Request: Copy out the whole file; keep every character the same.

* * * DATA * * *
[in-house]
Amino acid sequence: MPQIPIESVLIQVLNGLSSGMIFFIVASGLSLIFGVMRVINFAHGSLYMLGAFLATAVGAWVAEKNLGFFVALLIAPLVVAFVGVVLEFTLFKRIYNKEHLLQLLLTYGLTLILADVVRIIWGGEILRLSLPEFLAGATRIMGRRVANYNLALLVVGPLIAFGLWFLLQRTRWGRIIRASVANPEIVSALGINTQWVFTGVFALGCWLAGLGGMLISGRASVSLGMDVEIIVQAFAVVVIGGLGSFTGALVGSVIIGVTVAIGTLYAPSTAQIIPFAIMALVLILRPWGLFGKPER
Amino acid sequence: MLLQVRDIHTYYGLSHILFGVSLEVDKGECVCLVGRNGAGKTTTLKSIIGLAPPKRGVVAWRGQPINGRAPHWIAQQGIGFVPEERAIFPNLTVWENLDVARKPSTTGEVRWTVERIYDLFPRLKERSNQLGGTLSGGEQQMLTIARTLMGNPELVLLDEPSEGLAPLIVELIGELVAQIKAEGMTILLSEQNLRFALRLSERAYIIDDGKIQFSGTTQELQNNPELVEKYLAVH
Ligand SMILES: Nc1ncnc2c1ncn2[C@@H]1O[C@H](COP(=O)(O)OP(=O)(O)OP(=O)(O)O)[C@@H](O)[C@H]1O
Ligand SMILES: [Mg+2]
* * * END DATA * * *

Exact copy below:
[in-house]
Amino acid sequence: MPQIPIESVLIQVLNGLSSGMIFFIVASGLSLIFGVMRVINFAHGSLYMLGAFLATAVGAWVAEKNLGFFVALLIAPLVVAFVGVVLEFTLFKRIYNKEHLLQLLLTYGLTLILADVVRIIWGGEILRLSLPEFLAGATRIMGRRVANYNLALLVVGPLIAFGLWFLLQRTRWGRIIRASVANPEIVSALGINTQWVFTGVFALGCWLAGLGGMLISGRASVSLGMDVEIIVQAFAVVVIGGLGSFTGALVGSVIIGVTVAIGTLYAPSTAQIIPFAIMALVLILRPWGLFGKPER
Amino acid sequence: MLLQVRDIHTYYGLSHILFGVSLEVDKGECVCLVGRNGAGKTTTLKSIIGLAPPKRGVVAWRGQPINGRAPHWIAQQGIGFVPEERAIFPNLTVWENLDVARKPSTTGEVRWTVERIYDLFPRLKERSNQLGGTLSGGEQQMLTIARTLMGNPELVLLDEPSEGLAPLIVELIGELVAQIKAEGMTILLSEQNLRFALRLSERAYIIDDGKIQFSGTTQELQNNPELVEKYLAVH
Ligand SMILES: Nc1ncnc2c1ncn2[C@@H]1O[C@H](COP(=O)(O)OP(=O)(O)OP(=O)(O)O)[C@@H](O)[C@H]1O
Ligand SMILES: [Mg+2]